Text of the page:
Azerbaijani hacktivists have leaked the passport details of foreign visitors to Armenia and more after breaking into Armenian government servers.
The incident shows that cyber-conflict in cyberspace extends well beyond far more well publicised conflicts between Russia and the Ukraine or India and Pakistan.
The self-style Anti-Armenia Team claimed credit for a series of dumps of data they claim came from servers of Armenian national security ministry.
“We would like to notice that Anti – Armenia team is an independent group, who is active for five years and repeatedly makes anxious Armenian side by its cyber attacks,” the group told El Reg.
Independent security intelligence experts confirmed to El Reg that the dumps (which include private info such as passport scans) are real. Internal resources of the SNS (Security Service), used for updating information about passports and visitors to Armenia (foreign passports) have been exposed.
Other compromised information includes internal analytical reports, possibly by their Security Service and intended for their government, have been leaked as well.
However, a cyber security intelligence expert quizzed by El Reg reckons that the leaked information is more likely to have come from an insider than a hack on Armenian government systems, as the hacktivists claim.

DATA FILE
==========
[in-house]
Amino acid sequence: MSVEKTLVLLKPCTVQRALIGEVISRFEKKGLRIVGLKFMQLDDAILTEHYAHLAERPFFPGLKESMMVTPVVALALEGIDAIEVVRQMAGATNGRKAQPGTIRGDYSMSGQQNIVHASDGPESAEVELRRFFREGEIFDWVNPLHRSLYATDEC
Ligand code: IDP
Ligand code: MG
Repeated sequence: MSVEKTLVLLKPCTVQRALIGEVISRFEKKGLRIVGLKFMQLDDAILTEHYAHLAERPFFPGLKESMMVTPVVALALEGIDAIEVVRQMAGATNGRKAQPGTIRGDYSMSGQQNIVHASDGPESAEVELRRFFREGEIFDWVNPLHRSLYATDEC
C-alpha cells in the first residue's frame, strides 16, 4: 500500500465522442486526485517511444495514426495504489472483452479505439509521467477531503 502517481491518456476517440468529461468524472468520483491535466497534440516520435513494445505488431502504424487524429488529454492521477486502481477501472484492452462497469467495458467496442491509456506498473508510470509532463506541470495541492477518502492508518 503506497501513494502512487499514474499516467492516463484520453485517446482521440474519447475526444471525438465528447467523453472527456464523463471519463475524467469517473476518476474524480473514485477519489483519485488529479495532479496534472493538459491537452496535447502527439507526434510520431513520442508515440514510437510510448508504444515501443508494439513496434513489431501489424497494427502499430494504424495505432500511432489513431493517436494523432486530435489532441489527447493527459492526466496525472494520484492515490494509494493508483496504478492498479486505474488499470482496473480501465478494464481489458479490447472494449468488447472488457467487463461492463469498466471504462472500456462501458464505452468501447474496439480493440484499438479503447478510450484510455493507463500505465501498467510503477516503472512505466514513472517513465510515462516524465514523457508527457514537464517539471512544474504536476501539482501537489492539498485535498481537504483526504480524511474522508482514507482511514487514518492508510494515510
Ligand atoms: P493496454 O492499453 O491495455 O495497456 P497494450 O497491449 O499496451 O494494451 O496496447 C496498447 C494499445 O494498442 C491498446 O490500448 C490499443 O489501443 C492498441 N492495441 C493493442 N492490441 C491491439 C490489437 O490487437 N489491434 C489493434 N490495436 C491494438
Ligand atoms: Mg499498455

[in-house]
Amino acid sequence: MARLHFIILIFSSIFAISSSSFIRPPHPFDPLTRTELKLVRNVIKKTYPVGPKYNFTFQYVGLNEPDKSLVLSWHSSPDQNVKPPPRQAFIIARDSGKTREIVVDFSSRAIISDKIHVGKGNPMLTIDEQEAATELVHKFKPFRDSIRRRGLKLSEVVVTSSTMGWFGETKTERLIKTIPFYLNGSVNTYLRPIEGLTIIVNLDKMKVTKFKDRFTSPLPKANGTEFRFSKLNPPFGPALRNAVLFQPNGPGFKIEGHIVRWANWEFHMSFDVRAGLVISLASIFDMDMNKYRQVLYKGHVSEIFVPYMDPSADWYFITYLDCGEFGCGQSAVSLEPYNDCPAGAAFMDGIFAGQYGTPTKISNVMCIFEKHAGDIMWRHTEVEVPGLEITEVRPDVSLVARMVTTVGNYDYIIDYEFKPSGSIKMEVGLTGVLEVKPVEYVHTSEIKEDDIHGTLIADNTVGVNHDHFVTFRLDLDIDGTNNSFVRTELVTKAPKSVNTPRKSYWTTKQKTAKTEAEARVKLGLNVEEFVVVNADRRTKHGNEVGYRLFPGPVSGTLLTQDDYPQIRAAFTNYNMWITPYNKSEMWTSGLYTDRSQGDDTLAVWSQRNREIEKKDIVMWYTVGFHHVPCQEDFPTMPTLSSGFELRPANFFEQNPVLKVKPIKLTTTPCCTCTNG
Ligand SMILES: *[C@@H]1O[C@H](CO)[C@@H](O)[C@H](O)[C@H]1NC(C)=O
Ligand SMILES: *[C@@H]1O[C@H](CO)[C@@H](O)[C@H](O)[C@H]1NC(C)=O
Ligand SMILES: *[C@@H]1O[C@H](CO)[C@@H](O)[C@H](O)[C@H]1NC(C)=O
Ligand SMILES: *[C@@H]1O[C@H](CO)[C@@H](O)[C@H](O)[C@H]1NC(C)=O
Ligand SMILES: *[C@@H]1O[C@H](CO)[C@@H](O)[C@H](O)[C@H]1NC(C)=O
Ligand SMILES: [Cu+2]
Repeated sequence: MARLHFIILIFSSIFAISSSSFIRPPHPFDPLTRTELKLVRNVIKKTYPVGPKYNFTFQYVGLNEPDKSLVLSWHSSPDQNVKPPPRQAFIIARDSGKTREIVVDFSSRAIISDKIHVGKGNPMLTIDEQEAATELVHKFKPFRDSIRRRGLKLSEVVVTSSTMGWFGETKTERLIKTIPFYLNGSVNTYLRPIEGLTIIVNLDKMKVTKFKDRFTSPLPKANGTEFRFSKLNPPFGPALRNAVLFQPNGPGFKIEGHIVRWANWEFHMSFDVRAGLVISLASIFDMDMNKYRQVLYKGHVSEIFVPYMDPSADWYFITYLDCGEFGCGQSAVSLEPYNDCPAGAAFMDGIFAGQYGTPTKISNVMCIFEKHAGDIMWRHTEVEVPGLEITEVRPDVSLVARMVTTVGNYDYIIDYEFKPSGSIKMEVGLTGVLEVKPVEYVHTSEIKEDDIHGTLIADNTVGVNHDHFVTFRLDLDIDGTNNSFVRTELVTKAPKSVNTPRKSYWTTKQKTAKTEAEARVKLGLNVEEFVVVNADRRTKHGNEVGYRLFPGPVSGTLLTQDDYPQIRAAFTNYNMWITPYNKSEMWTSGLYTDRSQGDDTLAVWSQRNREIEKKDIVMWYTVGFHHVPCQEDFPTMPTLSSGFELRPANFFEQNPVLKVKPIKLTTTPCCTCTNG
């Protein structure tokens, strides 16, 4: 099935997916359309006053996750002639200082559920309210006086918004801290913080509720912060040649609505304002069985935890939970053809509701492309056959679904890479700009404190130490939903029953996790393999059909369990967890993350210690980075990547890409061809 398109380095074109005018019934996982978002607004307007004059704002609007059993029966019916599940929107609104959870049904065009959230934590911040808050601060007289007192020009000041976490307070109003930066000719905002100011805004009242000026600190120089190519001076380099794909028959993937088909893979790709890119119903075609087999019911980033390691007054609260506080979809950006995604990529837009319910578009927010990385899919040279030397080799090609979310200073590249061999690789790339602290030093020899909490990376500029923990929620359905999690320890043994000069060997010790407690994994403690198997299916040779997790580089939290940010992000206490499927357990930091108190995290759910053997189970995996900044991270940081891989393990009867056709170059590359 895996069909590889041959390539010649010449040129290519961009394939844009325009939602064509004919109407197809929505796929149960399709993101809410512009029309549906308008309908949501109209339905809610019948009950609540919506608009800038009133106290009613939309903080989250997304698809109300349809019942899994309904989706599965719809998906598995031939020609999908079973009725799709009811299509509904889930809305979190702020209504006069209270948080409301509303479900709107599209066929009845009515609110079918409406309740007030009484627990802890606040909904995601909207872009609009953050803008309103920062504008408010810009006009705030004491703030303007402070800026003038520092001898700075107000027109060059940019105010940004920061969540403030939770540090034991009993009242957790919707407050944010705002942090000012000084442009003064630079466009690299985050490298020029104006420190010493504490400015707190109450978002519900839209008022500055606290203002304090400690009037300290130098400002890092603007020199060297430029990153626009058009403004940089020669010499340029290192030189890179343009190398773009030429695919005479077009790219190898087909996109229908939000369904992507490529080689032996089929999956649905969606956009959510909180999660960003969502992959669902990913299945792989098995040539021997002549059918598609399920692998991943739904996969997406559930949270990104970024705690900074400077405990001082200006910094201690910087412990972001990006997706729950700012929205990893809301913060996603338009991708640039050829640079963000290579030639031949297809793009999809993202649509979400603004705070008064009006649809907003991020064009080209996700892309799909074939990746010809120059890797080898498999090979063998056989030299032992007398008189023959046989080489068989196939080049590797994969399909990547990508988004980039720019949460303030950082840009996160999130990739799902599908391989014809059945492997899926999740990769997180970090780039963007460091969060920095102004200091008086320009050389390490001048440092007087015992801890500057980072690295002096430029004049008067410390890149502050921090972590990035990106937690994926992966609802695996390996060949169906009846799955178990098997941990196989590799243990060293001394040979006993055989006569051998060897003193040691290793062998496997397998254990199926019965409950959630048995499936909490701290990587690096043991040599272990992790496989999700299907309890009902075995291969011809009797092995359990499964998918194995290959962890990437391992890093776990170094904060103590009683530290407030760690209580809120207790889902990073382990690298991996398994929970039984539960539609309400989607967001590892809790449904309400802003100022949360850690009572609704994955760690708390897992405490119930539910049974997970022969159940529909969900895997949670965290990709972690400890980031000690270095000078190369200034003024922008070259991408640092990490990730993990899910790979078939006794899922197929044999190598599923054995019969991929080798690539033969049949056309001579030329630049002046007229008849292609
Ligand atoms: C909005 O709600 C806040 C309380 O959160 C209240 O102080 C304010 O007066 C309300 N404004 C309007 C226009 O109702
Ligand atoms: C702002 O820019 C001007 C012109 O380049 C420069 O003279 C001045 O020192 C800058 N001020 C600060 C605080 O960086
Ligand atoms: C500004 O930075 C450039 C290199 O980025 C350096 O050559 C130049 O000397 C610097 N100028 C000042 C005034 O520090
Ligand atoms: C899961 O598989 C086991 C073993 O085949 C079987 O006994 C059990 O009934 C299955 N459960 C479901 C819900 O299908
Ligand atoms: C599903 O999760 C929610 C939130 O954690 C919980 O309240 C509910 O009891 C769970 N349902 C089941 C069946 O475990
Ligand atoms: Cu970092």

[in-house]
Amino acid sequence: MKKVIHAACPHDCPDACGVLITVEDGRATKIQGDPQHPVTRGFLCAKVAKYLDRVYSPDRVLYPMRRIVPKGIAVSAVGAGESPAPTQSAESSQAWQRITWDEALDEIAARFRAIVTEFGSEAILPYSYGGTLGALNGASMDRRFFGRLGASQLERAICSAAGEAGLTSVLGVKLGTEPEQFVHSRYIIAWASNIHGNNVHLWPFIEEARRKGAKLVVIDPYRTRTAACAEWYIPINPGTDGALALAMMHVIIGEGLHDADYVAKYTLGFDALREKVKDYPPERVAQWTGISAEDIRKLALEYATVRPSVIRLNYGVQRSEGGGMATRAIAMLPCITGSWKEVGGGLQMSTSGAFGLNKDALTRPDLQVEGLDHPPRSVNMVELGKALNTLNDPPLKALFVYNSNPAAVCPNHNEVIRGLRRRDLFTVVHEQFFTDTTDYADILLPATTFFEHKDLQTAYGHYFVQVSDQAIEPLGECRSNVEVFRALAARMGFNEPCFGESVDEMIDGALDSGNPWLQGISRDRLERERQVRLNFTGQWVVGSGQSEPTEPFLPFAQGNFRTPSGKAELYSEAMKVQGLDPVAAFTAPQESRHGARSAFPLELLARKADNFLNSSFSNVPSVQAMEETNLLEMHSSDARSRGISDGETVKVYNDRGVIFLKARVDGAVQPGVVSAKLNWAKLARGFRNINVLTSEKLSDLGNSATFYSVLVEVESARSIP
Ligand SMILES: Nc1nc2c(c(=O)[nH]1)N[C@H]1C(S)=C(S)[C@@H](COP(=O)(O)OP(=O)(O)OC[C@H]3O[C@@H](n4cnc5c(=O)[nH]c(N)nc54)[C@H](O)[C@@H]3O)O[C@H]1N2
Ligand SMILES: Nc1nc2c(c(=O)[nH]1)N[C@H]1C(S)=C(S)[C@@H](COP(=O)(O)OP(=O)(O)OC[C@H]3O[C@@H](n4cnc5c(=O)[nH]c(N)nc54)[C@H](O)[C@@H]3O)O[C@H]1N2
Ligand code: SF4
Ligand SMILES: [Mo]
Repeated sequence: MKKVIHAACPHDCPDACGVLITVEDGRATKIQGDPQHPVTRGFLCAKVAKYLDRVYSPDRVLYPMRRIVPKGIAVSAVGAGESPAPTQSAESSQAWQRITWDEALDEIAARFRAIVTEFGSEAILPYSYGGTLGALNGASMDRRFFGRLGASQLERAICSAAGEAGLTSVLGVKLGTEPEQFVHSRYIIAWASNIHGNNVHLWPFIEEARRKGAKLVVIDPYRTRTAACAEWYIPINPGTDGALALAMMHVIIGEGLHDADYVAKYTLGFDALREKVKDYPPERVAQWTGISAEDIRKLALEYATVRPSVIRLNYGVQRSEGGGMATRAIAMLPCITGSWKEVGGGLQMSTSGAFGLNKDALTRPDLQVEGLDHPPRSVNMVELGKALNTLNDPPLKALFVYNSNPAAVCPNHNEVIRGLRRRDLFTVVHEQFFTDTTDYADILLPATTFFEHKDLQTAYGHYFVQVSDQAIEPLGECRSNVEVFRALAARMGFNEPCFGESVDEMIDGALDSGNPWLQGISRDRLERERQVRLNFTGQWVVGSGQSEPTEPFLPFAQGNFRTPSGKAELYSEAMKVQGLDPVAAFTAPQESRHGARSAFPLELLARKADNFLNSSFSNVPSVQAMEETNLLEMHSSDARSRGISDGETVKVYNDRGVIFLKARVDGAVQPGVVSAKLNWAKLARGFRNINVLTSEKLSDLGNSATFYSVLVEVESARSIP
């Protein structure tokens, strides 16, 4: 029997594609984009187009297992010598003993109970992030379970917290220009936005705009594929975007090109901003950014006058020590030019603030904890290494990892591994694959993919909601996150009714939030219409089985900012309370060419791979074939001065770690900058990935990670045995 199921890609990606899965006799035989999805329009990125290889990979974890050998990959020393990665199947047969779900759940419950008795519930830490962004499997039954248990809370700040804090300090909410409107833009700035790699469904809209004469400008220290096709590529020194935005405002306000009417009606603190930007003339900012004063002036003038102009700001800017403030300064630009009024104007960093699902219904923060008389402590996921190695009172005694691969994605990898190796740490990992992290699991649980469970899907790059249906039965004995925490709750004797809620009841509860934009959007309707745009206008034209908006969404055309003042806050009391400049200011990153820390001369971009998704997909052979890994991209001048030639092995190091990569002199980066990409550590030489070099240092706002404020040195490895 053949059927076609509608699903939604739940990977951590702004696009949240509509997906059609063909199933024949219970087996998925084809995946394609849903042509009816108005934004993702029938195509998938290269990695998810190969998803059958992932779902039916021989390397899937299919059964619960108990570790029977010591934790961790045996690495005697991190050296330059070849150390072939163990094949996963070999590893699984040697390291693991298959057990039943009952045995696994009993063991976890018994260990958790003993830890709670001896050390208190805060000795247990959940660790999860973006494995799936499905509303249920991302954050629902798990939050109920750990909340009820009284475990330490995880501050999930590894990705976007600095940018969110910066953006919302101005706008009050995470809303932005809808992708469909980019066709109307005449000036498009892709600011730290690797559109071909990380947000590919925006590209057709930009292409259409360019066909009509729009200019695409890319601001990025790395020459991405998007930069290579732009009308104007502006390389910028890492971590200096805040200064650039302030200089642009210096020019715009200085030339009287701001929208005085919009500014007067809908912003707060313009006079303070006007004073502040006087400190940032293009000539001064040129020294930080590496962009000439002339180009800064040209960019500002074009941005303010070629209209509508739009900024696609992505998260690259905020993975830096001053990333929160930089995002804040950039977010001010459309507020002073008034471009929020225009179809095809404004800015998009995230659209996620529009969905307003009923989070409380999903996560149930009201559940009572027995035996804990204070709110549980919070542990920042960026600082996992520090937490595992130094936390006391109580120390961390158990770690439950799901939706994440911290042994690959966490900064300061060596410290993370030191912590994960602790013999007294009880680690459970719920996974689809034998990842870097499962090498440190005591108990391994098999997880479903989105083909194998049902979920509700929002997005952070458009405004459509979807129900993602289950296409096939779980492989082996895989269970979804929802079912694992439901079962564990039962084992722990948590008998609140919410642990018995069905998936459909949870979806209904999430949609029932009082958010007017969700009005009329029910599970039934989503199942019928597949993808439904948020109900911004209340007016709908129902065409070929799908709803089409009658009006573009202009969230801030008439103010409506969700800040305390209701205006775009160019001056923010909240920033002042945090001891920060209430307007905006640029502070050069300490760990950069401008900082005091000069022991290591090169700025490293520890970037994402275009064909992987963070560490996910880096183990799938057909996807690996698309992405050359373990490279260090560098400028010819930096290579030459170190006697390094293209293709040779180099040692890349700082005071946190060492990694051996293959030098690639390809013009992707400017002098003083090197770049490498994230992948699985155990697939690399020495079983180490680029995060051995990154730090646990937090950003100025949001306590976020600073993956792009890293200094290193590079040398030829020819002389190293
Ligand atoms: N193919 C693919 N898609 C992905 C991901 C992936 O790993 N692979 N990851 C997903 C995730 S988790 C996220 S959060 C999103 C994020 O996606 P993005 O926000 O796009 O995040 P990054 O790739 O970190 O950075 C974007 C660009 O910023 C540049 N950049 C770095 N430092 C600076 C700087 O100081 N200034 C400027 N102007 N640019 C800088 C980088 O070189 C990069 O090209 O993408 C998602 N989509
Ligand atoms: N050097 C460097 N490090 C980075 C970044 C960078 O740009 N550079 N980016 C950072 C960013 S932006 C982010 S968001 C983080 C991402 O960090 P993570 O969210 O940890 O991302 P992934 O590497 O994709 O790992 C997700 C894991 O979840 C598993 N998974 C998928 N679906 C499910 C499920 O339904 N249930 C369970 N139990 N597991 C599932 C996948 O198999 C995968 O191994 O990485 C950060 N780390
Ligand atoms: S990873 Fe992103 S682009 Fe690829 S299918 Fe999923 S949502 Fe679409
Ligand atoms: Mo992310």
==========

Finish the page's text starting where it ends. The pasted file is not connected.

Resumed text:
“I am familiar with the incident, and [can] confirm, that such attacks really happened, and the documents are legitimate and not fake,” our source explained. “I have more confidence that one of their employees having access to it has been compromised and technical border control service is a part of SNS (Security Service), that's why there is such overlap, and the documents could be stolen from particular person, and not ‘systems’, like they claim.”
Armenia and Azerbaijan are neighbouring countries that fought a war over the disputed Nagorno-Karabakh (largely ethnic Armenian) region between 1988 and 1994. Relations between the two remain very tense, decades later. Azerbaijani forces sought to regain control of the Armenia-backed Nagorno-Karabakh Republic in April, resulting in the death of an estimated 350 people during four days of hostilities. ®
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